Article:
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Forensic Computing Technologist

Career Highlights

  • Work involves contact with lawyers and investigation agencies
  • Helps prosecute cybercriminals
  • Detect, recover and record data and trace evidence

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Career Summary

Although relatively new, computer forensics is a growing career because computer crimes have increased swiftly. From denial of service attacks to computer viruses and hacking, forensic computing technologists do the hard research in order to track those wanting to cause people and companies to potentially lose millions.

Computer forensics jobs are often through law enforcement agencies, military and government intelligence agencies, and private security and consulting companies. Because it is still a new industry, forensic computing technologist job titles vary, with names like Computer Forensics Analyst and Vulnerability Security Research Engineer. Regardless of title, technical and analytical skills are a must for all forensic computing technologists. Forensic computing technologists must have excellent knowledge and skills in a broad range of computer storage devices, operating systems, programming languages and software applications.

Forensic computing technologists research and detect computer crimes, help recover lost data, record their findings and collect trace evidence from Internet websites and computers at different locations, including crime scenes. In addition, they assist law agencies in the prosecution of cybersecurity violators and cybercriminals. Many times, forensic computing technologists will have to decode computer programs hiding information.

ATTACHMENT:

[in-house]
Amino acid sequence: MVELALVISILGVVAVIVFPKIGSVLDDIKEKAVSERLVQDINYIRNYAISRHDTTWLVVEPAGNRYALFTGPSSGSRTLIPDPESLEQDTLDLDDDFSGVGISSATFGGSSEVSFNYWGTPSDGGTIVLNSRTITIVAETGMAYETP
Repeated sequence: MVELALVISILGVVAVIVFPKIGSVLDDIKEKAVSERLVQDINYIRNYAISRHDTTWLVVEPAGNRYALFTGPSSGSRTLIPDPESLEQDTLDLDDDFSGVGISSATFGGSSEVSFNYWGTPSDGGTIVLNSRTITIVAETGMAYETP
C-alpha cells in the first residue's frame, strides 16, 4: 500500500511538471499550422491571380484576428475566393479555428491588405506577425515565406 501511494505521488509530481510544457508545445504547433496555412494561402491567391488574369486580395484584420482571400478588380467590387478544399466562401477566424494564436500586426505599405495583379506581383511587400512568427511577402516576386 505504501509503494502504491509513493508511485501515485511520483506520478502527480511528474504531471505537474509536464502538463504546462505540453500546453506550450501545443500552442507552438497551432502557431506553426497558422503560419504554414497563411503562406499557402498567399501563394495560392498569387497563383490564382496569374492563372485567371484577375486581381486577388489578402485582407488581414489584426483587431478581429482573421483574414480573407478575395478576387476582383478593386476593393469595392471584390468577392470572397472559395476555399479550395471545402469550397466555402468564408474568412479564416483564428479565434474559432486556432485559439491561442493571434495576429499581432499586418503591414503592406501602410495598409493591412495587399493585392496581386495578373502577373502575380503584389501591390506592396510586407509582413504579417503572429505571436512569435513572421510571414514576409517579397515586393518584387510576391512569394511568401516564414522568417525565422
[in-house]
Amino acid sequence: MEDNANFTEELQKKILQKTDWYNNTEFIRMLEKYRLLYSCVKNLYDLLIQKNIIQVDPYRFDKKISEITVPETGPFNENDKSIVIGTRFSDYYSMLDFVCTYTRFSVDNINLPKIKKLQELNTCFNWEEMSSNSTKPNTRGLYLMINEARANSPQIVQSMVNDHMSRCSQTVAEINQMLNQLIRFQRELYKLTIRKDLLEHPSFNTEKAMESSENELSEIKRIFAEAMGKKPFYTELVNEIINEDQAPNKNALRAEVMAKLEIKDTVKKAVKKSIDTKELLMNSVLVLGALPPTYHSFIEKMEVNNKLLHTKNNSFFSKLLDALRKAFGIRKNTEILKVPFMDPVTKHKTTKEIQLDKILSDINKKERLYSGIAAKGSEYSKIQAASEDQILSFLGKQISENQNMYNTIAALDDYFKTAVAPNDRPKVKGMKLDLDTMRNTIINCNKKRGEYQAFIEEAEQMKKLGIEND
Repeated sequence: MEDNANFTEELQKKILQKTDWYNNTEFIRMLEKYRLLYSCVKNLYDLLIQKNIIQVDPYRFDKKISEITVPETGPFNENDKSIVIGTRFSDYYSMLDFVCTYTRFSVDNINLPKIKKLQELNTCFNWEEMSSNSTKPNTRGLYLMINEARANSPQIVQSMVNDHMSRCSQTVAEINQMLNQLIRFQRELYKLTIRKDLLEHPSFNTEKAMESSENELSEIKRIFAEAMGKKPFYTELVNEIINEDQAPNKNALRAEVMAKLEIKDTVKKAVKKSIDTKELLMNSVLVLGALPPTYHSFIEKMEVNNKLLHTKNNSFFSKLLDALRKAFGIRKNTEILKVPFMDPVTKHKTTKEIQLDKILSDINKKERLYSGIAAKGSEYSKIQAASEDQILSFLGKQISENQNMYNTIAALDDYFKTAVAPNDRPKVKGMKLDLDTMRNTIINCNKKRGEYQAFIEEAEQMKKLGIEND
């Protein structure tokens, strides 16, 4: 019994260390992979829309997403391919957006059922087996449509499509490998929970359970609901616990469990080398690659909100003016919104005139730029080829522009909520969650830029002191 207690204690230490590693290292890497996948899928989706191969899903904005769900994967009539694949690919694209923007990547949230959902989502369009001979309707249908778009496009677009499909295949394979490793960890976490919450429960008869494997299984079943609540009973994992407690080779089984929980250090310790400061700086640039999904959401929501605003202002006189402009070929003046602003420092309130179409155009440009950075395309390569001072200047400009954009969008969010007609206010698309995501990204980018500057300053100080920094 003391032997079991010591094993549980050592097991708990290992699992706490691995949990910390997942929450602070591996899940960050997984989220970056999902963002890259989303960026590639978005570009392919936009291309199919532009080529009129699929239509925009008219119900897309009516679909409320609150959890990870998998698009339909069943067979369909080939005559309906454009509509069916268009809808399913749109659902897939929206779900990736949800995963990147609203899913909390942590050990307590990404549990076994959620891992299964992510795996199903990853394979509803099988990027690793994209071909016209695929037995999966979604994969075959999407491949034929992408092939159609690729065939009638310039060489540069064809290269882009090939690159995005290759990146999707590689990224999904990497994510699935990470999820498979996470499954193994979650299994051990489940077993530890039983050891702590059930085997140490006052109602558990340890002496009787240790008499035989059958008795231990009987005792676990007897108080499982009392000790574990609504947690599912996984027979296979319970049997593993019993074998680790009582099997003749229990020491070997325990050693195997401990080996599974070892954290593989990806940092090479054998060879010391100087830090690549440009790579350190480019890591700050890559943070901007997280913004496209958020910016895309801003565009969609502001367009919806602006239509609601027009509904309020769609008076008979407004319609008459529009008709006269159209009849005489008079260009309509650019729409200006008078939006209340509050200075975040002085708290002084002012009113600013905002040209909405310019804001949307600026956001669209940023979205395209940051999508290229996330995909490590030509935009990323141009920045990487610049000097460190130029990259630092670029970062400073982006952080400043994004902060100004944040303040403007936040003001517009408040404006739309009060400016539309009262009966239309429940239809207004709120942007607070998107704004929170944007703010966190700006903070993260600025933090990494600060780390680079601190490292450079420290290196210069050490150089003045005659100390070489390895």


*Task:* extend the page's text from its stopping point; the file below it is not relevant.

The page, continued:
Computer security work involves close contact with lawyers and investigation agencies. Issues may involve a wide variety of crimes such as fraud, child pornography, terrorism and ID theft. Organizations involved include police forces, Government agencies (Customs and excise, DTI, serious fraud office), specialist forensic computing firms, IT security and corporate investigation companies, large chartered accountancy firms. The National Hi Tech Unit (Police) will be changing shortly to SOCA (Serious Organized Crime Agency). Staff will no longer be policemen and they will employ people with IT degrees.

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Requires a degree in:

  • Computer Forensics
  • Police Science
  • Information Technology

Career Skills

  • Hardware & software skills
  • Written and verbal skills to present evidence for court
  • Digital equipment knowledge
  • Ability to describe complex technical concepts and ideas to in non-technical terms
  • Strong ethical standard and background

Additional Information

Find Computer Security Schools Near You

Find Criminal Justice Training

Types of Information Technology Careers

Responsibilities of a Business Analyst in the Tech Industry

Up and Coming Careers in the Next 10 Years

Education in Technology Careers

Free Criminal Searches: Useful, or Unnecessary Worry?

How Computer Attacks are Changing Security Needs

New Crime and Prevention Technology

High Technology Crime Investigation Association (HTCIA)



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*Salary ranges based on location, experience, and demand. This number represents a rough nation-wide average.